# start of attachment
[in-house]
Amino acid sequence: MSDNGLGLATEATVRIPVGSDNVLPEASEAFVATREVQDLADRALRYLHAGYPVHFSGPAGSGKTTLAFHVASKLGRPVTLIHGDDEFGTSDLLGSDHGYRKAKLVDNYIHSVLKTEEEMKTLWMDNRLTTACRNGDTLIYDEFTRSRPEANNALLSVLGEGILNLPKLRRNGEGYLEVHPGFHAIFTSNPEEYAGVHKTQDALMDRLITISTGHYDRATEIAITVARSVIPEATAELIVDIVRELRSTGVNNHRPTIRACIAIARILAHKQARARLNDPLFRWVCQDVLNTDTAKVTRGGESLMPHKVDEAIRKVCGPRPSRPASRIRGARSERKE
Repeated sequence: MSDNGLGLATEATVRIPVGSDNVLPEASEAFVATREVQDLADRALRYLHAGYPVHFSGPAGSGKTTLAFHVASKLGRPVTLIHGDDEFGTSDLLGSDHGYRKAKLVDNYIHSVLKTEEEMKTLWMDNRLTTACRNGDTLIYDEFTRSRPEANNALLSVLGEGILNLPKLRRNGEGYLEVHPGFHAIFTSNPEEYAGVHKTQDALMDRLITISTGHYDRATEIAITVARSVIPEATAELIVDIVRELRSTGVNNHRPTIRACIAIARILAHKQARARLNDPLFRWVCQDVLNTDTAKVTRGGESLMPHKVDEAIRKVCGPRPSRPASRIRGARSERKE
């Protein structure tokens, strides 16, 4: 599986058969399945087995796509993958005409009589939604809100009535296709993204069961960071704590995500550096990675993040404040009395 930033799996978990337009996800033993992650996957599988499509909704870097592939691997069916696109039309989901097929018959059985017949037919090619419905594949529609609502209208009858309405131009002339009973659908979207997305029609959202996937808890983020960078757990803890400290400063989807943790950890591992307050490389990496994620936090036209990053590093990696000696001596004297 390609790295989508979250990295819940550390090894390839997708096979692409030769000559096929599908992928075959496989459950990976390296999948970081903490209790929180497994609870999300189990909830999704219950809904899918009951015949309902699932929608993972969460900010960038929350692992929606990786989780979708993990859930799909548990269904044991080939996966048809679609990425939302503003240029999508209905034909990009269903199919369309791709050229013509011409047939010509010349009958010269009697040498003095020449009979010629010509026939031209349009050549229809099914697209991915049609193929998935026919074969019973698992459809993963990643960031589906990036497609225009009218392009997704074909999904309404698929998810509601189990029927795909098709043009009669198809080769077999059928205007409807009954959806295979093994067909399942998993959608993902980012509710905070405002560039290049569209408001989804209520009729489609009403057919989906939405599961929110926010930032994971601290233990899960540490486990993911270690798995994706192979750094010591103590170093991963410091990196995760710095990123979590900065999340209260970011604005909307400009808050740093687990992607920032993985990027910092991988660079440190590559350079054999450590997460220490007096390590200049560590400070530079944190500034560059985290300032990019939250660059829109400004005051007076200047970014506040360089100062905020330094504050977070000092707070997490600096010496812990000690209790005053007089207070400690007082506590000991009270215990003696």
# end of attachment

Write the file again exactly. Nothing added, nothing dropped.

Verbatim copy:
[in-house]
Amino acid sequence: MSDNGLGLATEATVRIPVGSDNVLPEASEAFVATREVQDLADRALRYLHAGYPVHFSGPAGSGKTTLAFHVASKLGRPVTLIHGDDEFGTSDLLGSDHGYRKAKLVDNYIHSVLKTEEEMKTLWMDNRLTTACRNGDTLIYDEFTRSRPEANNALLSVLGEGILNLPKLRRNGEGYLEVHPGFHAIFTSNPEEYAGVHKTQDALMDRLITISTGHYDRATEIAITVARSVIPEATAELIVDIVRELRSTGVNNHRPTIRACIAIARILAHKQARARLNDPLFRWVCQDVLNTDTAKVTRGGESLMPHKVDEAIRKVCGPRPSRPASRIRGARSERKE
Repeated sequence: MSDNGLGLATEATVRIPVGSDNVLPEASEAFVATREVQDLADRALRYLHAGYPVHFSGPAGSGKTTLAFHVASKLGRPVTLIHGDDEFGTSDLLGSDHGYRKAKLVDNYIHSVLKTEEEMKTLWMDNRLTTACRNGDTLIYDEFTRSRPEANNALLSVLGEGILNLPKLRRNGEGYLEVHPGFHAIFTSNPEEYAGVHKTQDALMDRLITISTGHYDRATEIAITVARSVIPEATAELIVDIVRELRSTGVNNHRPTIRACIAIARILAHKQARARLNDPLFRWVCQDVLNTDTAKVTRGGESLMPHKVDEAIRKVCGPRPSRPASRIRGARSERKE
């Protein structure tokens, strides 16, 4: 599986058969399945087995796509993958005409009589939604809100009535296709993204069961960071704590995500550096990675993040404040009395 930033799996978990337009996800033993992650996957599988499509909704870097592939691997069916696109039309989901097929018959059985017949037919090619419905594949529609609502209208009858309405131009002339009973659908979207997305029609959202996937808890983020960078757990803890400290400063989807943790950890591992307050490389990496994620936090036209990053590093990696000696001596004297 390609790295989508979250990295819940550390090894390839997708096979692409030769000559096929599908992928075959496989459950990976390296999948970081903490209790929180497994609870999300189990909830999704219950809904899918009951015949309902699932929608993972969460900010960038929350692992929606990786989780979708993990859930799909548990269904044991080939996966048809679609990425939302503003240029999508209905034909990009269903199919369309791709050229013509011409047939010509010349009958010269009697040498003095020449009979010629010509026939031209349009050549229809099914697209991915049609193929998935026919074969019973698992459809993963990643960031589906990036497609225009009218392009997704074909999904309404698929998810509601189990029927795909098709043009009669198809080769077999059928205007409807009954959806295979093994067909399942998993959608993902980012509710905070405002560039290049569209408001989804209520009729489609009403057919989906939405599961929110926010930032994971601290233990899960540490486990993911270690798995994706192979750094010591103590170093991963410091990196995760710095990123979590900065999340209260970011604005909307400009808050740093687990992607920032993985990027910092991988660079440190590559350079054999450590997460220490007096390590200049560590400070530079944190500034560059985290300032990019939250660059829109400004005051007076200047970014506040360089100062905020330094504050977070000092707070997490600096010496812990000690209790005053007089207070400690007082506590000991009270215990003696």